Our successful complementation of misfolding mutations by this novel class of chemical chaperone–like molecules opens up new avenues of research. Several modifiers of N-glycosylation complemented a misfolding mutation in IFNGR2. They might complement mutations in other genes. Moreover, unlike most other previously reported chemical and pharmacological chaperones, which were active in transfected or tumor cells overproducing the mutant protein, these compounds complemented germline cells in vitro and ex vivo. Our findings raise hopes that chemical modifiers of N-glycosylation could be curative in some patients bearing mutations in genes encoding proteins subject to trafficking via the secretory pathway: not only patients with gain-of-glycosylation mutations (7, 8), but also patients bearing other types of misfolding mutation. Kifunensine is a good candidate, as it has a wide window of efficacy without toxicity in vitro; unlike chaperones, which work at millimolar concentrations, it worked at below micromolar concentrations. Derivatives of castanospermine are also potentially useful (33). Nevertheless, modifiers of glycosylation should be tested carefully, as they may result in an acquired form of congenital disorders of glycosylation (26). In this context, NB-DNJ (Zavesca, also known as Miglustat) is especially promising, as this molecule has displayed no overt toxicity in human clinical trials (34) and is currently used in patients with type I Gaucher's disease because of its ability to inhibit glucosylceramide synthase at concentrations lower than those used in our study (35–37). It will be essential to define the concentrations of modifiers of N-glycosylation that rescue ad hoc mutant proteins without compromising cell viability in vitro and in vivo.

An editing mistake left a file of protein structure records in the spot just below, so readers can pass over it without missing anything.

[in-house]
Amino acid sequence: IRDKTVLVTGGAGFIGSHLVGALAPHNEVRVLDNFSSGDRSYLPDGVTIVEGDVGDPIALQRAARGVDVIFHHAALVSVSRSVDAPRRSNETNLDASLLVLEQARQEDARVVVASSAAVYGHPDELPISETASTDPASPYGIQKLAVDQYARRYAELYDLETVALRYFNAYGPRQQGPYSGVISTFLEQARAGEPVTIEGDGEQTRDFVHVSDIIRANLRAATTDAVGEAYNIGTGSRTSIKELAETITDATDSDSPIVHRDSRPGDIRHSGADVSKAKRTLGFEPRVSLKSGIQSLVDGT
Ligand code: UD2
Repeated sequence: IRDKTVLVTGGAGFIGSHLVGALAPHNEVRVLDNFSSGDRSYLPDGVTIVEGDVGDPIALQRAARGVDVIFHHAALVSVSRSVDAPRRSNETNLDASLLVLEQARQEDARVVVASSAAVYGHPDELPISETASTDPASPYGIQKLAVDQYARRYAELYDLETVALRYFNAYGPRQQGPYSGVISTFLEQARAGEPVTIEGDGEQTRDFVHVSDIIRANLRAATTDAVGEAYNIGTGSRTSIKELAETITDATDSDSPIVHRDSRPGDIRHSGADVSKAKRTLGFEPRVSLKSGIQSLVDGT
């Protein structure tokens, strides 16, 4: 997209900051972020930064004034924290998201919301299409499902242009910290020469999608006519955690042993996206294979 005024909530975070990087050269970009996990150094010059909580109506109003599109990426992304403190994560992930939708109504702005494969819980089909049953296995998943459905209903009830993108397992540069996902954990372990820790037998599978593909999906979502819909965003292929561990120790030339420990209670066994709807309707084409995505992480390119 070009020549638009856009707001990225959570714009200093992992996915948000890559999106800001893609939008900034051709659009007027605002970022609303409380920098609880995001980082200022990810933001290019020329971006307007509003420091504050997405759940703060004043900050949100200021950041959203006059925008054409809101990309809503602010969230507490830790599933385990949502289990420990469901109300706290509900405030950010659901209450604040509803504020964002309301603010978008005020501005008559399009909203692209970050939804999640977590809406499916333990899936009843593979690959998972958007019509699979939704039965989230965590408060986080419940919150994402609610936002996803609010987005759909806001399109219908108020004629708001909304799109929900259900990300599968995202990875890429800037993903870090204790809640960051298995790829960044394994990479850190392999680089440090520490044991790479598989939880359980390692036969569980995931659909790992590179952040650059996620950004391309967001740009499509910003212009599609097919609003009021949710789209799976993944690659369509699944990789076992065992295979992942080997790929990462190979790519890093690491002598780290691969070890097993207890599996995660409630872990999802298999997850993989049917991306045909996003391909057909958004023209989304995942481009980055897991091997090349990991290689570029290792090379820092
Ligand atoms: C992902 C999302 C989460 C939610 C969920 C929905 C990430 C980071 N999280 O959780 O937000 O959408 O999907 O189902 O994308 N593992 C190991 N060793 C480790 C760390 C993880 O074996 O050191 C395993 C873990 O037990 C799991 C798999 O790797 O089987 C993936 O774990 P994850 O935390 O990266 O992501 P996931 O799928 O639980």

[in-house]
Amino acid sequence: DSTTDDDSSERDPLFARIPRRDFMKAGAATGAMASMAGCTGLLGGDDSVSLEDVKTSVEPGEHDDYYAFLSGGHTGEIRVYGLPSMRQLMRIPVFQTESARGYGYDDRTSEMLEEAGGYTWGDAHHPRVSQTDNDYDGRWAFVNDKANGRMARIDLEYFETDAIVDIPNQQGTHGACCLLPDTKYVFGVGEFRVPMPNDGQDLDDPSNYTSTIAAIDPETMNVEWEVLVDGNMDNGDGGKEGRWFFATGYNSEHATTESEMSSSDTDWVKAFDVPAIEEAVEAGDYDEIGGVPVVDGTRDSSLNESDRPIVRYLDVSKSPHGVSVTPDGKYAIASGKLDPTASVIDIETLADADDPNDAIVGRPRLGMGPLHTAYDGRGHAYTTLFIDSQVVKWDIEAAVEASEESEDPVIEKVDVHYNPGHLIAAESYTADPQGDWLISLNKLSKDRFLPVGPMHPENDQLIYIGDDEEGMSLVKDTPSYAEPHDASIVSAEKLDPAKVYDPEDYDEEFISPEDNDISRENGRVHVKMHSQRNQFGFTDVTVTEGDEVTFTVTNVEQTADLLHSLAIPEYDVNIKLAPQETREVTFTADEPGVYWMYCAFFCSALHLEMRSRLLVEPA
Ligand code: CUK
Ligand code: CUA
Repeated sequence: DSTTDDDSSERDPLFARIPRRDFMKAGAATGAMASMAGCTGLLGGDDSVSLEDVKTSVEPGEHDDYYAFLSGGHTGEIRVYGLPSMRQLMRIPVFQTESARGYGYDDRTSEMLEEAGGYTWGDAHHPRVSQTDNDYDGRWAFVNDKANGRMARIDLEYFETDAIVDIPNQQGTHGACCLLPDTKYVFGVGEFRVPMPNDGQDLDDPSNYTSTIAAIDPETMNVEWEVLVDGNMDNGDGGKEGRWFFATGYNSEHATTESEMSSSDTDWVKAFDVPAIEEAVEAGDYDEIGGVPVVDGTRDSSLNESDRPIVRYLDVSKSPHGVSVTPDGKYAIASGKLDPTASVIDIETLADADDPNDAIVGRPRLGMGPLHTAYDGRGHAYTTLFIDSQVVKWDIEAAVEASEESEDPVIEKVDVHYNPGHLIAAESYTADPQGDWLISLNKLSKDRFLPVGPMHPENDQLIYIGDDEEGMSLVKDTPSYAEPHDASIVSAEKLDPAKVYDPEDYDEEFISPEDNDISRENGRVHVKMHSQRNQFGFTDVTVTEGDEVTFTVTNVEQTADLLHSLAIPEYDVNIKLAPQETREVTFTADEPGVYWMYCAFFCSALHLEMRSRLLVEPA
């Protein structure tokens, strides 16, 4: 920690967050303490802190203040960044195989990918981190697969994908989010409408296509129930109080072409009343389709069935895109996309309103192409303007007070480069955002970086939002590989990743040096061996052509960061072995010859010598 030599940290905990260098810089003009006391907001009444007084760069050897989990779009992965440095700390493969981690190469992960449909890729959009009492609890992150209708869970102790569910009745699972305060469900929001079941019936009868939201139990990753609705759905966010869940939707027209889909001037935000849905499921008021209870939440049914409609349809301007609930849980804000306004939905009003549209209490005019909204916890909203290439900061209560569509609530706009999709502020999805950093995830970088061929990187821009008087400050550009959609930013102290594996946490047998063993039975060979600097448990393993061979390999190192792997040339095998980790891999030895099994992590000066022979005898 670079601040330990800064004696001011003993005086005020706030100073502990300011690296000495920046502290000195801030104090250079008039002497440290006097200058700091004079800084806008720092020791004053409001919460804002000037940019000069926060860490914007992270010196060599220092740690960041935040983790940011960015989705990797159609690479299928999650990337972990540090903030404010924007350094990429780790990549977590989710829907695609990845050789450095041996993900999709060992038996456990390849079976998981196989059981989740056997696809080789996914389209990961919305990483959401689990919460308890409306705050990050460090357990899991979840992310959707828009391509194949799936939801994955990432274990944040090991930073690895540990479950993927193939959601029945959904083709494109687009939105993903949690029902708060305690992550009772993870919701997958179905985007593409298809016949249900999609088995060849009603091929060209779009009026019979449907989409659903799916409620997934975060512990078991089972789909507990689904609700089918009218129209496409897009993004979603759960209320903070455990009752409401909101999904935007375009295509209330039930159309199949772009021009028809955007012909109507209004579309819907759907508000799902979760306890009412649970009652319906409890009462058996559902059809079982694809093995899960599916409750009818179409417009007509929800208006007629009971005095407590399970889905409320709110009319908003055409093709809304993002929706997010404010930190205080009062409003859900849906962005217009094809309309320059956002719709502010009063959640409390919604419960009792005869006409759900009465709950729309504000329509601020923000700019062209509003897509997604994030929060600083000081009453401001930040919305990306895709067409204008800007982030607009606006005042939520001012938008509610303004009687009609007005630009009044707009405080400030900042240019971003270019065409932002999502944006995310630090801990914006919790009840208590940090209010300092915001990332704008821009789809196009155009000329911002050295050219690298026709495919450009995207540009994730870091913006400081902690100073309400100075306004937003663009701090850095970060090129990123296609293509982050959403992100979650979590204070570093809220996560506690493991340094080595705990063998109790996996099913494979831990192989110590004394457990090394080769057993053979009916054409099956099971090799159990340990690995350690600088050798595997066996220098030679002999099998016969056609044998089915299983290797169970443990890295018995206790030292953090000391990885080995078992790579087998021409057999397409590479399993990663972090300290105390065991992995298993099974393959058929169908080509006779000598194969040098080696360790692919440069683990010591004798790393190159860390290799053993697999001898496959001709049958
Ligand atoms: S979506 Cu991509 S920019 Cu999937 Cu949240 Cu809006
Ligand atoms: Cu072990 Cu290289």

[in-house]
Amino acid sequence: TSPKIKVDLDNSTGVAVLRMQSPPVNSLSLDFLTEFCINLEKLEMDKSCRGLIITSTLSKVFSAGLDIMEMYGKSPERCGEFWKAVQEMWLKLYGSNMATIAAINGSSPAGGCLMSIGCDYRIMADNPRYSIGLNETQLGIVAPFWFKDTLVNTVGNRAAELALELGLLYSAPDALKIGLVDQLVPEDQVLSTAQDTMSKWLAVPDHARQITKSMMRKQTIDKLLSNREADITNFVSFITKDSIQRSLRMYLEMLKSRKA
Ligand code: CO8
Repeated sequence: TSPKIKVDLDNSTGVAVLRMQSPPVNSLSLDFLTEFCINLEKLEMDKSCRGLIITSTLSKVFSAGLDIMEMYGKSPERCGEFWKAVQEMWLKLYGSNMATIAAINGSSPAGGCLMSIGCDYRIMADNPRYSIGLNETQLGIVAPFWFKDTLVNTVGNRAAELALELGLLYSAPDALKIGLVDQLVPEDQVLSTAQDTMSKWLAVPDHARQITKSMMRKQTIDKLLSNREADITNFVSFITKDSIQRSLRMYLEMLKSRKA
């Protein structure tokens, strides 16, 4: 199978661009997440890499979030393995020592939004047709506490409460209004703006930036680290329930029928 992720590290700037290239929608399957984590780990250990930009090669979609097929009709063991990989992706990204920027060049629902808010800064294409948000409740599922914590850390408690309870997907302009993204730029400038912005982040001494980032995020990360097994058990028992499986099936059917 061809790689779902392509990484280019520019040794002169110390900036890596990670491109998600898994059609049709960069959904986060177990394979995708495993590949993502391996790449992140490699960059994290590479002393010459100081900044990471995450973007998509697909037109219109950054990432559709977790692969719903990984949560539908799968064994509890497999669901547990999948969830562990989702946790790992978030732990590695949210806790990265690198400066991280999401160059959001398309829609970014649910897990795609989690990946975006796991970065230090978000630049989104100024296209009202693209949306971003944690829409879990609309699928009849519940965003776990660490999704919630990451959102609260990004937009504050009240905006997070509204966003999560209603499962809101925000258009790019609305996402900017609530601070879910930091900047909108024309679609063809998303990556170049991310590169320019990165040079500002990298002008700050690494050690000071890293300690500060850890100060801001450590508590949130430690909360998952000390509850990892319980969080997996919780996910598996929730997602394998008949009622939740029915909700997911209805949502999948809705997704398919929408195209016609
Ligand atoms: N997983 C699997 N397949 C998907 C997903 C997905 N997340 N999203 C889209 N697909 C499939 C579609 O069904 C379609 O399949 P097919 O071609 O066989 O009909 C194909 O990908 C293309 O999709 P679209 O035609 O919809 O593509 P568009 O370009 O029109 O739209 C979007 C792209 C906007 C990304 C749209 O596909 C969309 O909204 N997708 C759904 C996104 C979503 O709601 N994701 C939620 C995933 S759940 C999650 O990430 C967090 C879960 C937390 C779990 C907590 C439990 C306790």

Materials And Methods
We studied three children from three unrelated families with severe mycobacterial disease. All three families were consanguineous. P1 developed disseminated Mycobacterium avium disease at the age of 2 yr. She tested negative for HIV, CMV, and EBV in serological tests. Despite antimycobacterial treatment with rifamycin, moxifloxacin, hydroxychloroquine, clofazimine, and ethambutol, P1 died at the age of 5 yr because of dissemination and uncontrolled M. avium infection. Neither of her two brothers has ever developed mycobacterial infection. P2 developed disseminated M. avium infection, which responded to antibiotics, at the age of 3 yr. He has received continuous antibiotic treatment for the last 7 yr. P3 developed disseminated BCG vaccine infection at the age of 1 mo; he is now 2.5 yr old and is still on antibiotic treatment. P2 and P3 have been previously described (7). This study was approved by the local institutional review committee (Comité Consultatif de Protection des Personnes dans la Recherche Biomédicale), and informed consent was obtained from all families.